Our evaluation of the CRU ToughTech Duo C is from the viewpoint of a storage bridge. The table below summarizes the specifications of the unit and also compares them against the other storage bridges that have been reviewed earlier by us.

Comparative Storage Bridges Configurations
Aspect
Downstream Port 2x SATA III 1x SATA III
Upstream Port USB 3.1 Gen 2 Type-C USB 3.1 Gen 2 Type-C
Bridge Chip ASMedia ASM1352R VIA Labs VL716
Power Bus Powered
15W (5V @ 3A) Wall Wart with 150 cm Cable
Bus Powered
     
Use Case Tool-free 2-bay 2.5" HDD/SSD Enclosure (up to 9.5 mm height)
Supports RAID 0, RAID 1, JBOD, and SPAN configuration for the two drives
Supports auto-rebuild in RAID 1 mode when connected to a PC (can be used to make backups)
2.5" HDD/SSD Enclosure (up to 9.5 mm height) with Female Type-C Interface
     
Physical Dimensions 159 mm x 89 mm x 34 mm 127 mm x 81 mm x 13 mm
Weight (diskless) 770 grams (with cable) 118 grams (with cable)
Cable 100 cm USB 3.1 Gen 2 Type-C to Type-C
100 cm USB 3.1 Gen 2 Type-C to Type-A
29 cm USB 3.1 Gen 2 Type-C (Male to Male)
     
S.M.A.R.T Passthrough Yes Yes
UASP Support Yes Yes
TRIM Passthrough No Yes
     
Price USD 179 USD 30
Review Link CRU ToughTech Duo C Review Satechi B01FWT2N3K Review
Performance Benchmarks
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25 Comments

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  • iranterres - Friday, November 18, 2016 - link

    Anandtech is in a wave of uninteresting reviews...sadly. Reply
  • Charlie22911 - Friday, November 18, 2016 - link

    Speak for yourself, as a person who travels and has had multiple Seagate\Western Digital portables fail I found this to be both relevant and informative. Reply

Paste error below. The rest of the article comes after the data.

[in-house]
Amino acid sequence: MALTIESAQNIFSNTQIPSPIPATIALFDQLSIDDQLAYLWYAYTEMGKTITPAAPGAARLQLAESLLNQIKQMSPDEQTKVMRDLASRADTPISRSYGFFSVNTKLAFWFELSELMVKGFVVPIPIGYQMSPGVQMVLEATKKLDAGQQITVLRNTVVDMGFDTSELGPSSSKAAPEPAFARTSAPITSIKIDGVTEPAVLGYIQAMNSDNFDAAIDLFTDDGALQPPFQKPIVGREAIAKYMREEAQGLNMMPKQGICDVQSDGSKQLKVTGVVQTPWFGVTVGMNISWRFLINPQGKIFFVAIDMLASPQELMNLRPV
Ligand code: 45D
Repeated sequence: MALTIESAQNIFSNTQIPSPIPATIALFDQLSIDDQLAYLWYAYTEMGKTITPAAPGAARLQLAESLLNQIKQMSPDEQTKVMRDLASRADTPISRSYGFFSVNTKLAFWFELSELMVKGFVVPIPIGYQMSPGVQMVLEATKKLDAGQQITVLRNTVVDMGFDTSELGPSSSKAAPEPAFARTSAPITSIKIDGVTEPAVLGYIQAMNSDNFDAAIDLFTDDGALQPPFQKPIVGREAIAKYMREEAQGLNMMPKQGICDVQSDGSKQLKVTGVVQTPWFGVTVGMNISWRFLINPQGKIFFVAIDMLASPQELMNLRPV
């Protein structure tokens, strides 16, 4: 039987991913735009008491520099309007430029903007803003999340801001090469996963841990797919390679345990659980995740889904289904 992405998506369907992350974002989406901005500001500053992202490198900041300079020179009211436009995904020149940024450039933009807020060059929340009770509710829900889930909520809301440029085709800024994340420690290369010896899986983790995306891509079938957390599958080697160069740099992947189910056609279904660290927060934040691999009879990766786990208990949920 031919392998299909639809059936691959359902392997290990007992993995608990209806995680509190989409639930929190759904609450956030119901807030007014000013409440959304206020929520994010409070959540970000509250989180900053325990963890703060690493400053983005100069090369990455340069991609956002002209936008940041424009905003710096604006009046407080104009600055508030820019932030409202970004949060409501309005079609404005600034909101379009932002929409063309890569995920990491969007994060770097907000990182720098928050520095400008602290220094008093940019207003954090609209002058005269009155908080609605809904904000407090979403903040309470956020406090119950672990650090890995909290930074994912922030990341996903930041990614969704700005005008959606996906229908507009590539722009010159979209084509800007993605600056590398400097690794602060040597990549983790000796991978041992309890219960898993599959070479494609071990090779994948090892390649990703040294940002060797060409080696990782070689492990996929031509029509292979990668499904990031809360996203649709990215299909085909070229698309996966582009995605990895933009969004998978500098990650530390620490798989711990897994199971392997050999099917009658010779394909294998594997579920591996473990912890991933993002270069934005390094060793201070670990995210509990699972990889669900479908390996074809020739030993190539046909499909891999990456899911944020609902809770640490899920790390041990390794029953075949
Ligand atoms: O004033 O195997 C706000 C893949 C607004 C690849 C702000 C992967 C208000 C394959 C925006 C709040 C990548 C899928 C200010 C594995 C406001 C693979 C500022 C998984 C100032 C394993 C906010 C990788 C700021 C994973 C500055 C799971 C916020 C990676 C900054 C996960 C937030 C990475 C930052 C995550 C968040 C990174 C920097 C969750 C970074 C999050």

• MrSpadge - Friday, November 18, 2016 - link

    Yep - didn't know such an option exists. Reply
  • Samus - Friday, November 18, 2016 - link

    Trollolol Reply
  • BrokenCrayons - Friday, November 18, 2016 - link

    I thought the review was interesting. Although I'm not searching for external storage, this is something different that warrants a look as it's not a single drive enclosure. The fact that it has RAID1 support might make it useful to quite a few readers. Reply
  • bug77 - Tuesday, November 22, 2016 - link

    True, but I think most people will just slap mechanical HDDs in the enclosure and the review doesn't say anything about that... Reply
  • BrokenCrayons - Tuesday, November 22, 2016 - link

    Yeah, I can't argue with that. External storage enclosures are good candidates for mechanical drives. It's a really common scenario since a lot of people aren't as concerned about speed as they are about high capacity and cost effectiveness. On the other hand, testing with mechanical drives will be more of a test of the drives' performance than the enclosure since SSDs are probably the only things quick enough to push the USB interface hard enough to expose any shortcomings. Reply
  • bug77 - Tuesday, November 22, 2016 - link

    It's not like testing with both SSDs and HDDs is unthinkable... Reply
  • powerarmour - Saturday, November 19, 2016 - link

    +1 Reply
  • rocketman122 - Monday, November 21, 2016 - link

    I agree somewhat.. As of late not so interesting reviews and they are less frequent. I think (me specifically) they should do a review of a product every day or 2. So much to review. Reply